Racism continues to manifest in the world in different ways, such that anyone who proclaims the end of racism appears as completely blind to his or her surroundings.
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The identification of all Muslims as terrorists, the classification of all blacks as inferior people, the labeling of people from a particular ethnicity, religion or other groups as merely a compound characteristic is widespread.
In their book, Macedo and Gounari (2006) explain the manifestation of racism throughout historical times, with a key characteristic being that each period has a particular type of racism. Therefore, it is not correct to just identify one characteristic and use it as an overall definition and understanding of the racially discriminated and the racists.
While the argument by the Macedo and Gounari (2006, p. 22) is convincing, especially when they incorporate the thoughts of Paulo Freire on oppression, it still leaves the reader confused on whether pluralism or individualism is the best mechanism for understanding racist manifestations and tackling the scourge.
It is true that there is no generic racism, but there could be a generic source of racism, whose effect goes beyond the rationalization of social arrangements and institutions (Macedo & Gounari 2006, pp. 6-7). This generic source defines how societies and individuals relate to each other.
It is championed by a capitalist ideology that promotes self-interest above all else. Although the text does not mention it, it is the self-interest basis of capitalism responsible for failed revolutions and easy labeling of uprisings as threats, which end up justifying more oppressive conduct by elites over the oppressed.
Here, the oppressed refer to the victims of racism. However, in the text, readers could be forgiven to think of racism as only a white versus black problem, given that the reference of anti-Semitism and anti-Muslim are quickly glanced over in the introductory parts, even before the real racism discussion commences.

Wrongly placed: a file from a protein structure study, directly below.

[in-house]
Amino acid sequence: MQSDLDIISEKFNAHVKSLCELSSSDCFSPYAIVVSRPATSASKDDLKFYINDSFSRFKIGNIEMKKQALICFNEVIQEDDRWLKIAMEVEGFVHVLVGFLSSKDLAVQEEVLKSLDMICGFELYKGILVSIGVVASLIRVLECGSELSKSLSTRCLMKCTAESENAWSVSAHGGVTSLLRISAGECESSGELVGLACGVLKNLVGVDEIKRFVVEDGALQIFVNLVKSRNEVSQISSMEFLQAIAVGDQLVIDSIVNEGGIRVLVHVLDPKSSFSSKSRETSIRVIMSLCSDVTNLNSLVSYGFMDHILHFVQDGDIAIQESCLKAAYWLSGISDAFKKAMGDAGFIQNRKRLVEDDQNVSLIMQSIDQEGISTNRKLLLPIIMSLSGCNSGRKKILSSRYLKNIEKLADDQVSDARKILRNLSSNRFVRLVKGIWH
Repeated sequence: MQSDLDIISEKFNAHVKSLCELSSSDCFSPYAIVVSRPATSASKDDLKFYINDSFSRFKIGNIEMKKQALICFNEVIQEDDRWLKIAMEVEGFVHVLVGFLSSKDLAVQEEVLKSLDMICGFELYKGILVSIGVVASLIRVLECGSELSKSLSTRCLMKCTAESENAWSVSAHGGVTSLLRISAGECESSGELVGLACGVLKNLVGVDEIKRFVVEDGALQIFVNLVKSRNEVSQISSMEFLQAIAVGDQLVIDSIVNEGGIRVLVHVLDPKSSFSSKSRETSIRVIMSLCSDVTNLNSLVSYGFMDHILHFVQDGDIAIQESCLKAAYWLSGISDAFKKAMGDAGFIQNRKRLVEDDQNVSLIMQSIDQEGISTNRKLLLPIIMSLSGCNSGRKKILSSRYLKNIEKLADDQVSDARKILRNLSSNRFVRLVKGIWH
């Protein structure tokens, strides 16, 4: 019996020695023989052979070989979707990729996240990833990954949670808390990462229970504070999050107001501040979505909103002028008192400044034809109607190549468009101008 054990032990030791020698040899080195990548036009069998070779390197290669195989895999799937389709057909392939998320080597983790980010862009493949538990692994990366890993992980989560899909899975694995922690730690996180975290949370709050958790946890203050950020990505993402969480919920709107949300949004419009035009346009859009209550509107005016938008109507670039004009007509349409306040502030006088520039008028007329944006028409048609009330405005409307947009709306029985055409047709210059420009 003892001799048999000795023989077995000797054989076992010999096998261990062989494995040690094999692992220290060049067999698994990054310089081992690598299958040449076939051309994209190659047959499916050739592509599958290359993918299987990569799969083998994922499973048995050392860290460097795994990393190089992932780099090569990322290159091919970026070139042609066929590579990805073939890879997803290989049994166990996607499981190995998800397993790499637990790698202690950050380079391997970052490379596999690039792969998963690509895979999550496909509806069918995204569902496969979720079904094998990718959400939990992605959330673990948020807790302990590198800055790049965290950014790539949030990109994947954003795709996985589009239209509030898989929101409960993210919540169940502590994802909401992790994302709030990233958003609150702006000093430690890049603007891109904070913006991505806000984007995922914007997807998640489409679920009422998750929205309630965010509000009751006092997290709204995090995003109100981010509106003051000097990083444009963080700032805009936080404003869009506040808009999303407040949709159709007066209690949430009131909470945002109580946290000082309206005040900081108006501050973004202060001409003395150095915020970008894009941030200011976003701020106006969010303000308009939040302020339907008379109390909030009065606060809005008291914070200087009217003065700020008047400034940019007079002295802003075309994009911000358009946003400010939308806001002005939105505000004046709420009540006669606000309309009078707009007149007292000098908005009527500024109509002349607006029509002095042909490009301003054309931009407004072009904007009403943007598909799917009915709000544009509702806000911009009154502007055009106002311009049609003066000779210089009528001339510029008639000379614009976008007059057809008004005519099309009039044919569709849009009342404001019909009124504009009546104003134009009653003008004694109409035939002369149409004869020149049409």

Nevertheless, it is probably relevant to resort to the plight of the blacks, given that they have been historically oppressed due to racism and continue to face the same racist treatment from their “masters”.
Understanding their situation as it matches various discourses by different scholars would help the reader extrapolate the situation to other racist contexts not affecting the blacks.
Still, the reader is left to wonder what would explain the racist tendencies of the oppressed when they interact with their oppressors in circumstances that give them power.
What would a black custodian of capital do in the Westernized culture of capitalism, where the pursuit of profit permits capitalists to look first after their kind and their property? The text appears to answer this question by explaining the deferred revolution.
Whether it is intellectuals, revolutionists, or just activists, the acquisition of social power, which today is obtainable by capital and it is available in the market, transforms many individuals into new oppressors and collaborators with previous oppressors (Macedo & Gounari 2006, pp. 17-25).
Indeed, picking individuals to fight for the masses in a setting that favors individual pursuit (capitalism) is ill-advised. This is why racism persists, because it puts people resisting it into the middle of the privileged and the oppressed, forcing them to pick a side, with the majority opting to turn into racists for personalized benefits.
There is a need to understand the reason behind the facts, especially the reason why people looking after their own kind would appear as racist and oppressors. Only then can solutions be identified (Macedo & Gounari 2006, p. 33)
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Macedo, D & Gounari, P 2006, ‘Globalization and the unleashing of new racism: an introduction’, in D Macedo & P Gounari (eds), The globalization of racism, Paradigm Publishers, Boulder, pp. 3-34.